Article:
Ian Grant Sensei

Aiki applications – Sometimes they just create themselves

It is sometimes said that there are 3 levels of Aikido practice – fixed practice, free practice and creative practice.

However, there are also times when Aiki applications just seem to create themselves. And so it was with the below application. An accidental backward trip over a hakama during ushiro practice resulted in a spontaneous sutemi waza (sacrifice throw) response. Before you knew, we were recreating the movement and practising a new form of Aiki application (at least for our dojo).


A road less travelled – Aikido pins

In the post-war period of his life, the teachings of Master Morehei Ueshiba (Founder of Aikido) involved significantly less focus on the teaching of pins. This trend has for the large part continued since O’sensei’s death to the point that there are now schools of Aikido that only teach so-called “health pins”.

However, there are still those of us who enjoy and find value in the study of Aiki pins.  At our dojo, for example, we believe the study of pins plays an important role in ensuring that Aikido, in addition to its many other benefits, offers a complete form of self-defence.

The below short video features slow motion demonstrations by Takeda Satoshi Sensei (7th Dan AKI Aiki kai) of a number of rarely seen Aikido pins.  The video was taken during Sensei’s recent visit to Queensland at classes given at Aikido Kenkyukai International Fudoshin Dojo, Sunshine Coast and Fudoshin Warrior Dojo, Brisbane.


  • Other Pins

The below pics show demonstrations of other rarely seen pins in modern Aikido practice. All of the demonstrations are by the Founder.


Have a great Friday

Ian Grant
Dojo Cho
Fudoshin Warrior Dojo
Aikido Kenkyukai, Brisbane

Aiki Studies for suwari waza – Non resistance

Suwari waza (sometimes referred to as Zagi waza) is a form of Aikido practice performed from the initial position of nage and uke sitting opposite and facing each other while kneeling  (seiza).

In the below video Takeda Satoshi Sensei (7th Dan AKI Aikikai) demonstrates the application of Aiki principles for Suwari waza where the uke strikes the temple of the nage.  This form of traditional attack is referred to as shomenuchi.

As Sensei is exploring responses from Suwari waza shomenuchi from a purely Aiki perspective, there is no predetermined outcome or pin as occurs when practising purely syllabus based Aikido.  The focus is on principle, with particular emphasis on not meeting an attack with physical resistance.


The above video was recorded at our dojo on 25 November 2017 as part of a special class by Takeda Satoshi Sensei during his 2017 visit to Australia.

Have a great weekend

Ian Grant
Dojo Cho
Fudoshin Warrior Dojo
Aikido Kenkyukai, Brisbane

Aiki studies for 2 hand grabs – Kokyu nage

The term morote dori refers to a traditional attack form whereby the uke grabs the nage’s wrists with 2 hands.  Responses to a morote dori attack are practised in our school both from a static position under resistance and also in free flowing form.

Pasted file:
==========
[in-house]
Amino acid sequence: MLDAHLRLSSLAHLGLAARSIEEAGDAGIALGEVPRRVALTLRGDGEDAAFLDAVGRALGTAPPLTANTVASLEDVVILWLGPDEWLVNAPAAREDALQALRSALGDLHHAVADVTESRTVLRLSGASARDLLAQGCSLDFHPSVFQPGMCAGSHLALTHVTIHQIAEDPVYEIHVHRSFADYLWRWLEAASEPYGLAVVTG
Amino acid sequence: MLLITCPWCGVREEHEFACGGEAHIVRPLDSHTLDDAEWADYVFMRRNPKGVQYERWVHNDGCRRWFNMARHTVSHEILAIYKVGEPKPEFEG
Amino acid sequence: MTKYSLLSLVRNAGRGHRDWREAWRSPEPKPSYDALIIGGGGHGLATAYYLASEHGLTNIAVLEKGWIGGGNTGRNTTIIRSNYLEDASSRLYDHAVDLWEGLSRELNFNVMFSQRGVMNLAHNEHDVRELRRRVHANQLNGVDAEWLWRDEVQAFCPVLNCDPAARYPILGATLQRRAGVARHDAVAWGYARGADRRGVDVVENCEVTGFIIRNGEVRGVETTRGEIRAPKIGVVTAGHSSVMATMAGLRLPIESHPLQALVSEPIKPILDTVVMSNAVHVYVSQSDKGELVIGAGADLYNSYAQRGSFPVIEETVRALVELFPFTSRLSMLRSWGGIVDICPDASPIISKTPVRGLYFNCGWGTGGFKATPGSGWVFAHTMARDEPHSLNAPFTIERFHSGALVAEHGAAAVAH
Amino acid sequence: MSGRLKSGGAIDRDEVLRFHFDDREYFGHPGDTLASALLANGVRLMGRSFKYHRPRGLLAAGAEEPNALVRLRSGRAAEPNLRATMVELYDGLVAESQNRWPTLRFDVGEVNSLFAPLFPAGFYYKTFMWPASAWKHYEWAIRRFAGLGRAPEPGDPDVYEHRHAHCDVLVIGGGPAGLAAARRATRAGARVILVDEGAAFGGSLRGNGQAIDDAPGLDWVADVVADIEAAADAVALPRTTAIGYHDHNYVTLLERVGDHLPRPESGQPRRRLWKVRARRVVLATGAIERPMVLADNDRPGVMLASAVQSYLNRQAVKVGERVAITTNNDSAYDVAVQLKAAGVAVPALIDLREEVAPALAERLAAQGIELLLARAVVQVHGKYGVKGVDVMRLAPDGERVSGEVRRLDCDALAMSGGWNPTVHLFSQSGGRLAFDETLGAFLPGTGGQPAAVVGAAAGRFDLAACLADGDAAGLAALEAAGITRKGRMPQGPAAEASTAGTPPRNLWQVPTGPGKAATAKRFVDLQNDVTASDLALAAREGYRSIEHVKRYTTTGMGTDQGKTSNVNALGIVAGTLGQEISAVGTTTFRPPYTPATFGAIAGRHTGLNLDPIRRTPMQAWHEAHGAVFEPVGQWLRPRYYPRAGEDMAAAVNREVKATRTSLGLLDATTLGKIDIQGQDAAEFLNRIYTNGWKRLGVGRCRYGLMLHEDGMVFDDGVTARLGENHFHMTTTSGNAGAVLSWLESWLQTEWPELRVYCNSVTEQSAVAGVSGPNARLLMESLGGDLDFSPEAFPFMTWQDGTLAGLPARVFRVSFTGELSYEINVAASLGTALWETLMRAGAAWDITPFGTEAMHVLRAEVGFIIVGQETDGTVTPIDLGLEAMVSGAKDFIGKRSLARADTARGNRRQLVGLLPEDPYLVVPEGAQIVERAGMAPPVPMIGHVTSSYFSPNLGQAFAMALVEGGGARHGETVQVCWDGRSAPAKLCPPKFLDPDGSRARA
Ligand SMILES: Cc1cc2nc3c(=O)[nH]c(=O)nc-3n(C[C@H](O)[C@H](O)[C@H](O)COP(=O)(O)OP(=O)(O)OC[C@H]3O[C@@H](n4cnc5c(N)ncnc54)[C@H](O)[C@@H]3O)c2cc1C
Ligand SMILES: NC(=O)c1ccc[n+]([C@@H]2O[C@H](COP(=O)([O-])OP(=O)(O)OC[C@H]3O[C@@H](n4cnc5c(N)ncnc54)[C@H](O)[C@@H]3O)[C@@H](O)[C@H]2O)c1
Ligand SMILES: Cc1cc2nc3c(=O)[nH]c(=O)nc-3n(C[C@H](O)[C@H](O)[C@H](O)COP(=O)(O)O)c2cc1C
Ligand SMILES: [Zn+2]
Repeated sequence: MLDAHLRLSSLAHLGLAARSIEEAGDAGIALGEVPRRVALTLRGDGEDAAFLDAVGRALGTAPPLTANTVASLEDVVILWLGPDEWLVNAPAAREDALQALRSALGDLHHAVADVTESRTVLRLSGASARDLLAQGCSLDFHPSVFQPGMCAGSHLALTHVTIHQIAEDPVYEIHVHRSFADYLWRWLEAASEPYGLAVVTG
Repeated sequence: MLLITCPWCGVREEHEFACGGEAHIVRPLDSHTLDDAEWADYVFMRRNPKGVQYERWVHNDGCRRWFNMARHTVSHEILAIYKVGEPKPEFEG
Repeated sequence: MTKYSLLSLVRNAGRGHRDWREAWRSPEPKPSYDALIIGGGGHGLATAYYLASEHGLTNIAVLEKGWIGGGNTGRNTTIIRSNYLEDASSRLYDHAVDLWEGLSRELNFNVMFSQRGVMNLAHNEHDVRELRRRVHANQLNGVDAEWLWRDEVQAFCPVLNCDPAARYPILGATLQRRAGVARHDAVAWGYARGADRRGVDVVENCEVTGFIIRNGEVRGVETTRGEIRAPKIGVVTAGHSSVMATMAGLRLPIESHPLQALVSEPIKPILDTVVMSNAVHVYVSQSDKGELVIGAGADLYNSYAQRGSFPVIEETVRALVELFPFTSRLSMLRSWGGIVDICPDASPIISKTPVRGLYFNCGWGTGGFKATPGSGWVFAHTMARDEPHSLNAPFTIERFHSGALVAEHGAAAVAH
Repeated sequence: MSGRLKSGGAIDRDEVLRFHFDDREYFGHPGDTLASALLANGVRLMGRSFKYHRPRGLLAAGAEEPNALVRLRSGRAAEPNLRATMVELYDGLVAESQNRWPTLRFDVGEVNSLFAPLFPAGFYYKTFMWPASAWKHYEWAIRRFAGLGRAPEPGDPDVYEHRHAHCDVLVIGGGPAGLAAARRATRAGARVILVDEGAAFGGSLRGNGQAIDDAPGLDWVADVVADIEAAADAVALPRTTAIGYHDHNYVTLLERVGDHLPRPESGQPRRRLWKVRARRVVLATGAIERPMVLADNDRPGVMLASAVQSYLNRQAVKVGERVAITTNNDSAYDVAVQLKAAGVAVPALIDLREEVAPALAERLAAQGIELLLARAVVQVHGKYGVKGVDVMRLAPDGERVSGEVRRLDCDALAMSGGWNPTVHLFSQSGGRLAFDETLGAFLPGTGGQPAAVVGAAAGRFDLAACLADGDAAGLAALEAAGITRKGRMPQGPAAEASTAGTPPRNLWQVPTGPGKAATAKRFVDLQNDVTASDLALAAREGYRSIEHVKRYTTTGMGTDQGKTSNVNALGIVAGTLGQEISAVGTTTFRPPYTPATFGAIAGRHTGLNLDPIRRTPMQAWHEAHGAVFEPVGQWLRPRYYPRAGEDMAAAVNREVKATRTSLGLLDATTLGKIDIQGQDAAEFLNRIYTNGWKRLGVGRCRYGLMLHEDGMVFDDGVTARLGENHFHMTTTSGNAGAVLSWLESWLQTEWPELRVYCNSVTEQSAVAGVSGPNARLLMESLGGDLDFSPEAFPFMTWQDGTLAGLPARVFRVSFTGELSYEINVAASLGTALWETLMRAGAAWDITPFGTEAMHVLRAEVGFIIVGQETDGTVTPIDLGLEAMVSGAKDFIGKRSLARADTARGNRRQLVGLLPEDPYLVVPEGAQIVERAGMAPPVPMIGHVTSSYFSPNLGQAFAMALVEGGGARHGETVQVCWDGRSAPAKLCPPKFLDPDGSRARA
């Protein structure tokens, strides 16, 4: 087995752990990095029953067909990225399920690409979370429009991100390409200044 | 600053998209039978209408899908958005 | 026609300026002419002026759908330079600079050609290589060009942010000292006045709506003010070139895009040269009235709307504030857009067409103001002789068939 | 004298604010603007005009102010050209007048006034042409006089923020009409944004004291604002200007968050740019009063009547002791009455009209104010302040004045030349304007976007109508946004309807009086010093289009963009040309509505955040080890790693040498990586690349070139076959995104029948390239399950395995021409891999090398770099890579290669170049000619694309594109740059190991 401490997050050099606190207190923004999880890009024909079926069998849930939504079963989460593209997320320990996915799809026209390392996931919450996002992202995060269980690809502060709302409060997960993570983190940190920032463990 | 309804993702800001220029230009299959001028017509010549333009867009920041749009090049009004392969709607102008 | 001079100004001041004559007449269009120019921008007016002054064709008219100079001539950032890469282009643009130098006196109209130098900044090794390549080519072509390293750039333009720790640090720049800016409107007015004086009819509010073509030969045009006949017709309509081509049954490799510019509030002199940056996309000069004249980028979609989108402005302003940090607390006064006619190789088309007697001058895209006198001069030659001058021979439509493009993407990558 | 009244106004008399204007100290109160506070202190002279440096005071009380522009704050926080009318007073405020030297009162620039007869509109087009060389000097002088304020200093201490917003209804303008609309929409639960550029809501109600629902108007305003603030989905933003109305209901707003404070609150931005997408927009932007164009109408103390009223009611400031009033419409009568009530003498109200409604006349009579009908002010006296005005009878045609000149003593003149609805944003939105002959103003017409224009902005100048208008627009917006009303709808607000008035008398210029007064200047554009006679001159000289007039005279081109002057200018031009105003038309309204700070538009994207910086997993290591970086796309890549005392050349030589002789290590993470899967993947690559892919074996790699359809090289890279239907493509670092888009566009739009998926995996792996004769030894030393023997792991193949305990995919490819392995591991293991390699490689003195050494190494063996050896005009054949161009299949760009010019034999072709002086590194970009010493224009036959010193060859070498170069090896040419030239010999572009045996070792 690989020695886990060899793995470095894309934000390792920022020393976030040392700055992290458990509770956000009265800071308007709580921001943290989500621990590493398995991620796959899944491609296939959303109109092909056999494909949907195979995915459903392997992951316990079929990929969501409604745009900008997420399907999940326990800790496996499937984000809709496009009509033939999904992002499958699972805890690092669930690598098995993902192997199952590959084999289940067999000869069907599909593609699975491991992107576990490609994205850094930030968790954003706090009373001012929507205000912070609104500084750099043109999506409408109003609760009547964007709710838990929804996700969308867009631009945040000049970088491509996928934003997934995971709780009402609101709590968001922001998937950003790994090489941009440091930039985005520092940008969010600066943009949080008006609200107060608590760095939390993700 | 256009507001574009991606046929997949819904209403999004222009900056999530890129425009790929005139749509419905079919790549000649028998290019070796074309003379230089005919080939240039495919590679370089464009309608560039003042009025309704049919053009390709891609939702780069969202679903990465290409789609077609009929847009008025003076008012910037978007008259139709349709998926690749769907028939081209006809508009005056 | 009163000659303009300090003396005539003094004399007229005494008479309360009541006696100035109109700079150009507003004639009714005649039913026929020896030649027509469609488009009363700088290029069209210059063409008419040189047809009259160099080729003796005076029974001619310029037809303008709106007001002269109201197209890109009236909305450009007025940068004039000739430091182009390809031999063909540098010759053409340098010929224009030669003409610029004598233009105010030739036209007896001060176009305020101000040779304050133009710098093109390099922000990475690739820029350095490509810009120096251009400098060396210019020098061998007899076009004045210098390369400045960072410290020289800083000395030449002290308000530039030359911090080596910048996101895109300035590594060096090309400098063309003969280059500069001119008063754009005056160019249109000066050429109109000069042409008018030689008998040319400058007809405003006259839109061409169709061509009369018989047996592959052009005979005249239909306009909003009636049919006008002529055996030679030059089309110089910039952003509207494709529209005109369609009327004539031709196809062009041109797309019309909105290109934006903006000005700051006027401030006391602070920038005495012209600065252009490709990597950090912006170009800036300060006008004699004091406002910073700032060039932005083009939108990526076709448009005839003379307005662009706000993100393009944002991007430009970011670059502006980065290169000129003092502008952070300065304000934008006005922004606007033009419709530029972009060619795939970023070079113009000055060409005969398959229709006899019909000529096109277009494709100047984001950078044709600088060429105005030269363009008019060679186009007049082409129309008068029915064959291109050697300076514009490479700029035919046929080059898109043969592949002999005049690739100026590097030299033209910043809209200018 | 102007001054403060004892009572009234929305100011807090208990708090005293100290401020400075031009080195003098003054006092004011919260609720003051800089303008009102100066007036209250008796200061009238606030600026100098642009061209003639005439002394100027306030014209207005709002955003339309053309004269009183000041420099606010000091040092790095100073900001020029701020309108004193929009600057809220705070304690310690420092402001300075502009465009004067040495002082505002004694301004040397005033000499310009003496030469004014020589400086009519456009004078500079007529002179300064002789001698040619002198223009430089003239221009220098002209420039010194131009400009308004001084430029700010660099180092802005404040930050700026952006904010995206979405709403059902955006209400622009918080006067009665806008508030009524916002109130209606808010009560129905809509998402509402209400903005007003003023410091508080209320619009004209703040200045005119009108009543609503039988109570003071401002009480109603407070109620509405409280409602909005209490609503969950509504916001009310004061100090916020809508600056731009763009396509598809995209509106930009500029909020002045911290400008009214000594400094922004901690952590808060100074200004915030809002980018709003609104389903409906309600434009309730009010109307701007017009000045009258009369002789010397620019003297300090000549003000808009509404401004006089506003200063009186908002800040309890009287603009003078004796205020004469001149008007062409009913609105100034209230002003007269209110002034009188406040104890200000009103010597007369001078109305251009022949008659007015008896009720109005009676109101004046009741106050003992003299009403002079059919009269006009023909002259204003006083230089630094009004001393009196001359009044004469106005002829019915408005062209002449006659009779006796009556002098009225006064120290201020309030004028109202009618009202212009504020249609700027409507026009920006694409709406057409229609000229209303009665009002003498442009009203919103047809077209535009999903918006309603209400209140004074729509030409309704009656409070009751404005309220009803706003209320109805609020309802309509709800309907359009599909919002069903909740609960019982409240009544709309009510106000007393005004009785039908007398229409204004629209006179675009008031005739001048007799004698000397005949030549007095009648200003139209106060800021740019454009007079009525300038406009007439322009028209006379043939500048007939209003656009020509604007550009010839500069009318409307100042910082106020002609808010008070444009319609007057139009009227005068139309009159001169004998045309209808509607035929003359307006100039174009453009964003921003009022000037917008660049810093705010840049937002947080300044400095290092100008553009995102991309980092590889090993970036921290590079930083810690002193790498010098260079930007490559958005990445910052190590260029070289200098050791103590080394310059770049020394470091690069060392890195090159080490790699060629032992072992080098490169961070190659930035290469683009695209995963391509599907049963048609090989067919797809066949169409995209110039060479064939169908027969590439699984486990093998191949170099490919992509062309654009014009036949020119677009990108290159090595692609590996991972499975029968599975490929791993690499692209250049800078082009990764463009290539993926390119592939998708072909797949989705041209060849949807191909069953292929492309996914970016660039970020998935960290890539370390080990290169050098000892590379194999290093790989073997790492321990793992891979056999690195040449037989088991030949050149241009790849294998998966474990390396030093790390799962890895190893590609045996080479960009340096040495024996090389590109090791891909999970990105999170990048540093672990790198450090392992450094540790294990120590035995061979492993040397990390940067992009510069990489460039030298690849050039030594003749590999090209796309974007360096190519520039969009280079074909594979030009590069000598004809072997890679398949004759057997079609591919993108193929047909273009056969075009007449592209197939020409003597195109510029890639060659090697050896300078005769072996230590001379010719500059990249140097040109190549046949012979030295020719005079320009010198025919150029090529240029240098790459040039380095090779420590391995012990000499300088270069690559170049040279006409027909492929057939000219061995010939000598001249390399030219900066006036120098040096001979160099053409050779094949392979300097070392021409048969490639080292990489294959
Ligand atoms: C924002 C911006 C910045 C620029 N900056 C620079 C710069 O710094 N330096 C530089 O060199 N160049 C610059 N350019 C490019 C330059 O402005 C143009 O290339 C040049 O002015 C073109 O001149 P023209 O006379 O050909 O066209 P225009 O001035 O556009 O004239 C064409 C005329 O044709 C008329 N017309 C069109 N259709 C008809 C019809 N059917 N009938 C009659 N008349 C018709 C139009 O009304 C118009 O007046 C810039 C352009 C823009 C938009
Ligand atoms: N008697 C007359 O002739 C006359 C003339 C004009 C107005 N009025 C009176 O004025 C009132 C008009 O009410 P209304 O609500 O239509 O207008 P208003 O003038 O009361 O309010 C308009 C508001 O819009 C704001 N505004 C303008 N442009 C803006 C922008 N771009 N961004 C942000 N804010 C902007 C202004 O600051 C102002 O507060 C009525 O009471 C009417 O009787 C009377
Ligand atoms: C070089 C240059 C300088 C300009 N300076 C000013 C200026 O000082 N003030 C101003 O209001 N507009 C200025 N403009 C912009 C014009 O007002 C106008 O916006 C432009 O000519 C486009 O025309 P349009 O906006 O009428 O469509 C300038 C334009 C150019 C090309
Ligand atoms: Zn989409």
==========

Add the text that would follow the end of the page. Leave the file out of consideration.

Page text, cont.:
In the below video Takeda Satoshi Shihan (7th Dan AKI/Aiki Kai, Kamakura BudoKan) uses both static and free flowing forms of morote dori to explain the Aiki principle of “gathering an attack”.  Sensei explains how to use this principle to take the uke off balance and then project the uke with a kokyu intent.

Associated Aiki principals also referred to in Sensei’s instruction include:

  • relaxed posture,
  • centre line,
  • moving as a single unit and
  • focussing on the entirety of the uke rather than the point of contact.

The video was recorded as part of special class given by Satoshi Sensei at our dojo on 25 November 2017.  


Have a great week

Ian Grant
Dojo Cho
Fudoshin Warrior Dojo, Brisbane
Aikido Kenkyukai

Aiki Studies: Nikyo shapes and the sword

The term “nikyo” in Aikido literally translates to the “second teaching”.  At its essence a nikyo is a joint-lock technique that pronates the wrist.  This in turn torques the arm and applies painful nerve pressure.

In the below video, Chicko Xerri Sensei AKI (6th dan Aikikai) explains how sword movements facilitate the creation and application of nikyo shapes for Aiki practice.




  • Difference between Aikido and Aiki

At its most basic, Aiki refers to the ability to negate and redirect an attacker’s  power without reliance on specific technique and with a distinct absence of muscular tension usually associated with physical effort.

In our school Aikido techniques are not an end in themselves, but rather a “way” to progress to the study and practice of Aiki.  In essence we study to master form so that we can ultimately become formless in our practice.


  • Aikido Kenkyukai Fudoshin dojos

Our dojo is an Aikido Kenkyukai Fudoshin dojo operating under the guidance and mentorship of  Chicko Xerri Sensei, 6th dan AKI (Aikikai), Tokyo.  Chicko Sensei has been practising and teaching Aikido for more than 45 years and is endorsed by Doshu Ueshiba.

Have a great weekend.

Ian Grant
Dojo Cho
Fudoshin Warrior Dojo